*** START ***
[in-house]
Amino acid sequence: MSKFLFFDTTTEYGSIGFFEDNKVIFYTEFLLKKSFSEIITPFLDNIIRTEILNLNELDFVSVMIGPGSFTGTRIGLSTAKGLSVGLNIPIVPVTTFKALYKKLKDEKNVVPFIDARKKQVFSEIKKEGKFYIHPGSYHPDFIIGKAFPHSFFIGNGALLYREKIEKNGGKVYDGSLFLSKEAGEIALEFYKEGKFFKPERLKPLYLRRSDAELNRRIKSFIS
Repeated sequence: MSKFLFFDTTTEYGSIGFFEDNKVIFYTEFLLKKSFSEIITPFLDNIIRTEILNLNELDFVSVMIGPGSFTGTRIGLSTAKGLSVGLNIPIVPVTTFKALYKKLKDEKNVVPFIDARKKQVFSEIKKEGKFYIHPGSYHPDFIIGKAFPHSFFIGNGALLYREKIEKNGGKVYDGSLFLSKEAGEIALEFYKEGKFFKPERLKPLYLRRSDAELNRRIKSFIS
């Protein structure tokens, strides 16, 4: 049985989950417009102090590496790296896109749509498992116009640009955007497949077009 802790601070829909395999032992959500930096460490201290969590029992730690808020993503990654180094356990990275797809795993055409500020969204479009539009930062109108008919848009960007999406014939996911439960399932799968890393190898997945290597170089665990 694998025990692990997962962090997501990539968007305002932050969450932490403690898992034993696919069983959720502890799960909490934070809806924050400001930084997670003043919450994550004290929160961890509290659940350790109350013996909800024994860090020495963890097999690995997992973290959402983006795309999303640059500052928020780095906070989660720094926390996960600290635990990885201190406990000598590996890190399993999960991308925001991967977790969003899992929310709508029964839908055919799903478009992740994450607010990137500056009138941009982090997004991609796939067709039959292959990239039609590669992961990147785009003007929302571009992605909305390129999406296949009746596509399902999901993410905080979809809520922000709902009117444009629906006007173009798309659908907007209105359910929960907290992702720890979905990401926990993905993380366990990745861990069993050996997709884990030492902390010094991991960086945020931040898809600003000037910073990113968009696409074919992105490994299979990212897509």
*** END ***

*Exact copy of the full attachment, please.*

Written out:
[in-house]
Amino acid sequence: MSKFLFFDTTTEYGSIGFFEDNKVIFYTEFLLKKSFSEIITPFLDNIIRTEILNLNELDFVSVMIGPGSFTGTRIGLSTAKGLSVGLNIPIVPVTTFKALYKKLKDEKNVVPFIDARKKQVFSEIKKEGKFYIHPGSYHPDFIIGKAFPHSFFIGNGALLYREKIEKNGGKVYDGSLFLSKEAGEIALEFYKEGKFFKPERLKPLYLRRSDAELNRRIKSFIS
Repeated sequence: MSKFLFFDTTTEYGSIGFFEDNKVIFYTEFLLKKSFSEIITPFLDNIIRTEILNLNELDFVSVMIGPGSFTGTRIGLSTAKGLSVGLNIPIVPVTTFKALYKKLKDEKNVVPFIDARKKQVFSEIKKEGKFYIHPGSYHPDFIIGKAFPHSFFIGNGALLYREKIEKNGGKVYDGSLFLSKEAGEIALEFYKEGKFFKPERLKPLYLRRSDAELNRRIKSFIS
């Protein structure tokens, strides 16, 4: 049985989950417009102090590496790296896109749509498992116009640009955007497949077009 802790601070829909395999032992959500930096460490201290969590029992730690808020993503990654180094356990990275797809795993055409500020969204479009539009930062109108008919848009960007999406014939996911439960399932799968890393190898997945290597170089665990 694998025990692990997962962090997501990539968007305002932050969450932490403690898992034993696919069983959720502890799960909490934070809806924050400001930084997670003043919450994550004290929160961890509290659940350790109350013996909800024994860090020495963890097999690995997992973290959402983006795309999303640059500052928020780095906070989660720094926390996960600290635990990885201190406990000598590996890190399993999960991308925001991967977790969003899992929310709508029964839908055919799903478009992740994450607010990137500056009138941009982090997004991609796939067709039959292959990239039609590669992961990147785009003007929302571009992605909305390129999406296949009746596509399902999901993410905080979809809520922000709902009117444009629906006007173009798309659908907007209105359910929960907290992702720890979905990401926990993905993380366990990745861990069993050996997709884990030492902390010094991991960086945020931040898809600003000037910073990113968009696409074919992105490994299979990212897509």